During the Great American Eclipse, while most photographers worried about camera settings and solar filters, Redditor zhx decided to bust out a Game Boy Camera, which was introduced in 1998 and features a 128×128 pixel CMOS sensor.
Here’s the photo, captured from Portland, Oregon:
The solar eclipse actually takes up a very small portion of the frame, and the dark circle is a halo effect from the corona around the moon.
Here’s a photo of the camera kit zhx used:
The camera is so old that working with the resulting files isn’t exactly easy and straightforward. Here’s zhx’s explanation for how he got the photo off his Game Boy Camera:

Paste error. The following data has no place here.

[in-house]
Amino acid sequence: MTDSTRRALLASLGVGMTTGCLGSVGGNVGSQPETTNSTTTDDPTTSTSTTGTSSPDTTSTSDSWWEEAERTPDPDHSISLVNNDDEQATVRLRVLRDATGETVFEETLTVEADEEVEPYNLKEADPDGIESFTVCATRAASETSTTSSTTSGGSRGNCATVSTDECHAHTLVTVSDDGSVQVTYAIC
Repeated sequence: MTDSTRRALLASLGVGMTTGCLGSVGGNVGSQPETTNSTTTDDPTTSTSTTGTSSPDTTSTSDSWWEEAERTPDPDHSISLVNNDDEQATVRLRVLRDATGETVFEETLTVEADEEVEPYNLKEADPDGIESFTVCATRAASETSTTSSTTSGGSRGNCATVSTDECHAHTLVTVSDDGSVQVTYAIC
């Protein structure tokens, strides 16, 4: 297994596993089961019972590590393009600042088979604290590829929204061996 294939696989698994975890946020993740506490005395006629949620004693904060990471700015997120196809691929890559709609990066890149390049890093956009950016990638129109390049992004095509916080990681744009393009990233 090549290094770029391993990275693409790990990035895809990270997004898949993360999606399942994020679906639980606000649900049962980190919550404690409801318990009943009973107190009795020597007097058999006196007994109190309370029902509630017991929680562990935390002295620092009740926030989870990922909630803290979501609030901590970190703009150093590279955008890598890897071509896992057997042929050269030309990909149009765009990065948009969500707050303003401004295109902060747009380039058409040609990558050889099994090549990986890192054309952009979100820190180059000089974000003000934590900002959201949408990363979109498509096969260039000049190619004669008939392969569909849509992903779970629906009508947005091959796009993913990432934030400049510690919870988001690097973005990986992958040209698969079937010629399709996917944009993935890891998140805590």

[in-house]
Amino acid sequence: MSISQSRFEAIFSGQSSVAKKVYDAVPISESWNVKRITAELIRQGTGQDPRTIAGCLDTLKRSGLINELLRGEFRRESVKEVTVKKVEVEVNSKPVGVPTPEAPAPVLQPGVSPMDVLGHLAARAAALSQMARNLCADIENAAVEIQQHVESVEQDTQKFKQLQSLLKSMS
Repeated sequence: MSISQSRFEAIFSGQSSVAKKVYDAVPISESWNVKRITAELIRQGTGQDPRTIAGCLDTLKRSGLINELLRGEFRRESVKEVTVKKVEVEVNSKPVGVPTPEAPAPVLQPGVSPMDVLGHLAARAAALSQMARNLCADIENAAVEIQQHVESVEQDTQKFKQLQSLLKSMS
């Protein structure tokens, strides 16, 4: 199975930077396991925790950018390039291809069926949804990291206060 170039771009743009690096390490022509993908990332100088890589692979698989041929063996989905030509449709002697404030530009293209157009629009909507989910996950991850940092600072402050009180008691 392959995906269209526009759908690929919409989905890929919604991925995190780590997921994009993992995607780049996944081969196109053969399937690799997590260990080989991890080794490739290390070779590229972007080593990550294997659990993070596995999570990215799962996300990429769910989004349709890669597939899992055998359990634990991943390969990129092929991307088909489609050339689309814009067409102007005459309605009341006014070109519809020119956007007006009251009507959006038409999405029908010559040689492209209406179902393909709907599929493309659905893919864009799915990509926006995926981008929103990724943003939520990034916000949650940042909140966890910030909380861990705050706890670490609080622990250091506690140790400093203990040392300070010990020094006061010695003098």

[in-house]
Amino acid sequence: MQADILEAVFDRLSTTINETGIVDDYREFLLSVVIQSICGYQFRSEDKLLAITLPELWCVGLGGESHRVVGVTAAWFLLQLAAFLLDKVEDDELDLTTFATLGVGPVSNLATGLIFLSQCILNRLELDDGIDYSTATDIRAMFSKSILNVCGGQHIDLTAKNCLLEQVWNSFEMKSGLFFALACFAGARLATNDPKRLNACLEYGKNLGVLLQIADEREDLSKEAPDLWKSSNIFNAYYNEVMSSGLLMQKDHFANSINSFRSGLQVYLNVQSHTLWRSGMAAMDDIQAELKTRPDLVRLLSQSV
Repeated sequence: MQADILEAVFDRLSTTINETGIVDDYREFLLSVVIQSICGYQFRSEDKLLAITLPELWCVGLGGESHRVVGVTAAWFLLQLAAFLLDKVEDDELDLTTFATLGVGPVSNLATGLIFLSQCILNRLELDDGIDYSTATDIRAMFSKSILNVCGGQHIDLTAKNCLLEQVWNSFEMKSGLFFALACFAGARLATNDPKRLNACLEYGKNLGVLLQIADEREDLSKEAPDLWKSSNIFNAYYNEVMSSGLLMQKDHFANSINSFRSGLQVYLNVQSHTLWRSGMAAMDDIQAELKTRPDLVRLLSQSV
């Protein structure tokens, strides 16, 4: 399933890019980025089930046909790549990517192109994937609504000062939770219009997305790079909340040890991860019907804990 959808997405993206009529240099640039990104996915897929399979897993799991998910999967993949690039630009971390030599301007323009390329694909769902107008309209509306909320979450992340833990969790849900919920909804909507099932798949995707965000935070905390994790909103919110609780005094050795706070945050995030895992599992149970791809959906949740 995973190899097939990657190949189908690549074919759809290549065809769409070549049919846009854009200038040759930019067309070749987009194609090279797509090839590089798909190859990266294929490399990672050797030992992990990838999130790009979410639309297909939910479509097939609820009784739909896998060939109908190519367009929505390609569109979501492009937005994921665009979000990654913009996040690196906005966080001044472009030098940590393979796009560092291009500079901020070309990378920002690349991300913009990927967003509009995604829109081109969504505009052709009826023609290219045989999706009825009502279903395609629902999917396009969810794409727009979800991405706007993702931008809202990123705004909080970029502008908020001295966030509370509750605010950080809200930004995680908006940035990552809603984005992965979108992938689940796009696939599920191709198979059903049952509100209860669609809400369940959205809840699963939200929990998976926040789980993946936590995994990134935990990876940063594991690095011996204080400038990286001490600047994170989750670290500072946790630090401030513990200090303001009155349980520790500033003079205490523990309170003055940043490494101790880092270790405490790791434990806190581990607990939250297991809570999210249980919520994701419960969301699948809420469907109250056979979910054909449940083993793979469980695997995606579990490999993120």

I shot it on my backlit DMG [Game Boy], then I use the Interact Mega Memory card on my Pocket (the camera doesn’t fit in the DMG with the Mega Memory) and back the SAV file up to the Mega Memory. Then I plug my USB 64M cart into the MM and restore the file to that, which I can then plug into my computer and retrieve (I use EMS-Qart for that part). Then I can open the SAV file in either GBCamera Dump or this site which provides a pretty drag-and-drop front end for this task. I then typically enlarge the BMPs in Photoshop and export to PNG.
When it was released in 1998, the Game Boy Camera was actually the world’s smallest digital camera. Earlier this year, astrophotographer Alexander Pietrow became the first person to ever photograph the Moon and Jupiter using the device.
Image credits: Photographs by zhx and used with permission